Let us not confuse the roles of the trespass offering with the commandments. Jesus' work on the cross deals with the forgiveness of our sin. The commandments of God deals with blessings and curses.

    God says in His Word “For I, the Lord, do not change” Malachi 3:6. Therefore, it does not make sense that God would spell out His instructions from the time of Adam to Jesus and then say these instructions no longer apply.

    Act of Redemption
    Christ did not come to free us from having to follow God's ordinances and directions. Jesus came as the sacrificial lamb (perfect and without blemish) so that whosoever acknowledges his sin, can be redeemed by Jesus as his "trespass offering" as an atonement before God. And God will forgive his wrongdoing. This has not changed since the time of Moses. See Leviticus 6:6-7. “And he shall bring his trespass offering unto the LORD, a ram without blemish out of the flock, with thy estimation, for a trespass offering, unto the priest: And the priest shall make an atonement for him before the LORD: and it shall be forgiven him for any thing of all that he hath done in trespassing therein.”

    Act of Blessings
    Yet regarding God's commandments, this is what He says in Deuteronomy 11:26-28: "See, I am setting before you today a blessing and a curse-- the blessing if you obey the commands of the LORD your God that I am giving you today; the curse if you disobey the commands of the LORD your God and turn from the way that I command you today by following other gods, which you have not known."

    Perhaps an analogy might help here. If a Christian is in a building with 500 other people and that building collapses, he is assured of his salvation by the atonement of his sin because of Jesus, but he has an equal chance of dying like all the rest. But if a Christian disobeys the tenth commandment not to covet and over-gears his loans (by being exceedingly greedy) and over extends himself on his investment in the stock market, having Jesus as His Savior is not going to help save him from his losses when the economy crashes. The natural laws of God dictates that he will get as hurt as the non-believer. Following God's instructions might have removed him from being caught by the crash in the market and would give him peace in his heart.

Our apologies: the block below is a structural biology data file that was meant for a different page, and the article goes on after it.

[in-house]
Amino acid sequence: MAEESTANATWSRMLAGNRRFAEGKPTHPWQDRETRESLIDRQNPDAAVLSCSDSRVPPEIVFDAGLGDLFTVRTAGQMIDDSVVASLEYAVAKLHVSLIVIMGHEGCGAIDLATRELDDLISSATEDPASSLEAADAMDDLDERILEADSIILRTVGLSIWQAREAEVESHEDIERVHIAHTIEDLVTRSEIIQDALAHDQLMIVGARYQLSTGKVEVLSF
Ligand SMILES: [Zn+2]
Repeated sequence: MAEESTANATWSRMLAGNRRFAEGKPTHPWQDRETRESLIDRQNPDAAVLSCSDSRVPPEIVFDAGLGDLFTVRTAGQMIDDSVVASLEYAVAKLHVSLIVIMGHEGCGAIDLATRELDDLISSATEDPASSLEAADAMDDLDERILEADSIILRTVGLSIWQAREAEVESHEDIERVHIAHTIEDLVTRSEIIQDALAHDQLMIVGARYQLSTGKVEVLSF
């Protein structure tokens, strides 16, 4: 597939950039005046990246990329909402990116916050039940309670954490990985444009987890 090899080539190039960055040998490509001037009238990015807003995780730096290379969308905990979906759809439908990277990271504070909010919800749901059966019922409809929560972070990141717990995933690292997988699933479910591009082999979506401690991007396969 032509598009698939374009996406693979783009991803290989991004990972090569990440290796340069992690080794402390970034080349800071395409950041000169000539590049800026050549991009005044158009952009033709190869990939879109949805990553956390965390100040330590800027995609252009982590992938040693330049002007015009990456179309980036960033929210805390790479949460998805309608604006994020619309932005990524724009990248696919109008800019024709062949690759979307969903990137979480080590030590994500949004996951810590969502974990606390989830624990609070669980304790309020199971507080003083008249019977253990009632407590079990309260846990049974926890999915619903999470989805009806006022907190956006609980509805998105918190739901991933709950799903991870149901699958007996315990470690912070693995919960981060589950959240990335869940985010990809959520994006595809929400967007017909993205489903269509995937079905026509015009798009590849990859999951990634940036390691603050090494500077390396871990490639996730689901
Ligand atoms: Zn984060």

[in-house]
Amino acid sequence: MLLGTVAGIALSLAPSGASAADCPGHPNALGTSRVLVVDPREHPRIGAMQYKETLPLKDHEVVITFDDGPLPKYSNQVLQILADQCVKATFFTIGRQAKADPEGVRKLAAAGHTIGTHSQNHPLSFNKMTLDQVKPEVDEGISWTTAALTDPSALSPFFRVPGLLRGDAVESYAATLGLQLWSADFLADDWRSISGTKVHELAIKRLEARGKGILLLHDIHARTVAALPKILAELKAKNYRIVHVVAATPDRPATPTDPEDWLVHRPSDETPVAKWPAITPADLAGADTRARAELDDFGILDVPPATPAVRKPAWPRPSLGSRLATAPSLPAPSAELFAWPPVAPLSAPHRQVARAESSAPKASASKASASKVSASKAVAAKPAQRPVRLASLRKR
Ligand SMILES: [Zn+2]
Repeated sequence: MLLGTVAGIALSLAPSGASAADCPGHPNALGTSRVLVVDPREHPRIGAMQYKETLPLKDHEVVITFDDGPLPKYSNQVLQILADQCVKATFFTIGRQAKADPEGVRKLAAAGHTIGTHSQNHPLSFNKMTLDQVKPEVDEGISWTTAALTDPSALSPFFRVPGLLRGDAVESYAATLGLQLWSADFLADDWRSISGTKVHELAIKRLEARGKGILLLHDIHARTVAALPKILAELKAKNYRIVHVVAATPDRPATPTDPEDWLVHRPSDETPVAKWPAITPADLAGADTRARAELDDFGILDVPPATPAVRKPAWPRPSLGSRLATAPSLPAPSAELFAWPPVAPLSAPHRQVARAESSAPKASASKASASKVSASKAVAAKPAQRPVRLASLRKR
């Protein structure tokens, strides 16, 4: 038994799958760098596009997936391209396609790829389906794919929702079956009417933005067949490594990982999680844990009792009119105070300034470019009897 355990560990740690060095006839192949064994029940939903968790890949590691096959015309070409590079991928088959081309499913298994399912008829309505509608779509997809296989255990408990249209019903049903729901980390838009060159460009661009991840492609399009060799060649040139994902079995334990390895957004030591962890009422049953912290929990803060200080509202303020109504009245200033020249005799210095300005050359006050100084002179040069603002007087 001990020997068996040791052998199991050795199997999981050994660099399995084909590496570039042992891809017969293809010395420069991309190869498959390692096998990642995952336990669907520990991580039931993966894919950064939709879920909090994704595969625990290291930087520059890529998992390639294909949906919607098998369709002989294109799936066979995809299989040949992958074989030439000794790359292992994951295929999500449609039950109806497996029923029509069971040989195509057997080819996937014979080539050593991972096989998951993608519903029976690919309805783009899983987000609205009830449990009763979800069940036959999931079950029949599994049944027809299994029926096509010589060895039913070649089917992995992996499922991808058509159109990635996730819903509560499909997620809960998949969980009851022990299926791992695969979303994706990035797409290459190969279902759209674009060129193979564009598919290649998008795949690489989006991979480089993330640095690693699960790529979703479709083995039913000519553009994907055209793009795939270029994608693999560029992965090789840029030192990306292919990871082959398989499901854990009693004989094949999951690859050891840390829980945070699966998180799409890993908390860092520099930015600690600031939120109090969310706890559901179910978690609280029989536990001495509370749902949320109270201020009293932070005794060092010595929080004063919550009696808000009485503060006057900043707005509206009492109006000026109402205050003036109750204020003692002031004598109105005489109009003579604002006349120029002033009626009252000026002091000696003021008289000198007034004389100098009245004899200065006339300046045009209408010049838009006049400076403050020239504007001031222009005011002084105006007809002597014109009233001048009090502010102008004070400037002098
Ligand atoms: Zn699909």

Take some time to read Deuteronomy 28. You will be encouraged by the many promises of the LORD when we obey and follow His instructions. The Word of God declared in Deuteronomy 28:1-2 "Now it shall come to pass, if you diligently obey the voice of the LORD your God, to observe carefully all His commandments which I command you today, that the LORD your God will set you high above all nations of the earth. And all these blessings shall come upon you and overtake you, because you obey the voice of the LORD your God." It goes on and on. Again, what commandments is the Word referring to?

    If you are interested to know more, and if you have the time, you may wish to listen to a series of teaching by Norm Franz on Balaam's Teaching. You can find it here on this link and enter the Balaam under Title. It basically highlights what we are talking about and shows why sometimes we pray for blessings and protection and yet do not see the hands of God moving. Something that everyone of us should ponder on.